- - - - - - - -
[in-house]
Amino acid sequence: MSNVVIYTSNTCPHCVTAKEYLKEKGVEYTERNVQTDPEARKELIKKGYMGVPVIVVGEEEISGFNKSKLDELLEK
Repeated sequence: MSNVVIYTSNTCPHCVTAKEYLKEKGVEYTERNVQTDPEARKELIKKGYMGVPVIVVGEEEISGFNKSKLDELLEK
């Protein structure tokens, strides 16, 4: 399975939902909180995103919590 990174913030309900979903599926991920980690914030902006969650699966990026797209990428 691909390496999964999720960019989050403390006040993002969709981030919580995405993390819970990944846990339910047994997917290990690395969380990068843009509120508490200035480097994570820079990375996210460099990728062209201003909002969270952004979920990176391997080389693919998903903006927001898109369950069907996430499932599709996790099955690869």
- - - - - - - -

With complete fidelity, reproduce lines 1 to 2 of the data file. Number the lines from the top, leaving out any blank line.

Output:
[in-house]
Amino acid sequence: MSNVVIYTSNTCPHCVTAKEYLKEKGVEYTERNVQTDPEARKELIKKGYMGVPVIVVGEEEISGFNKSKLDELLEK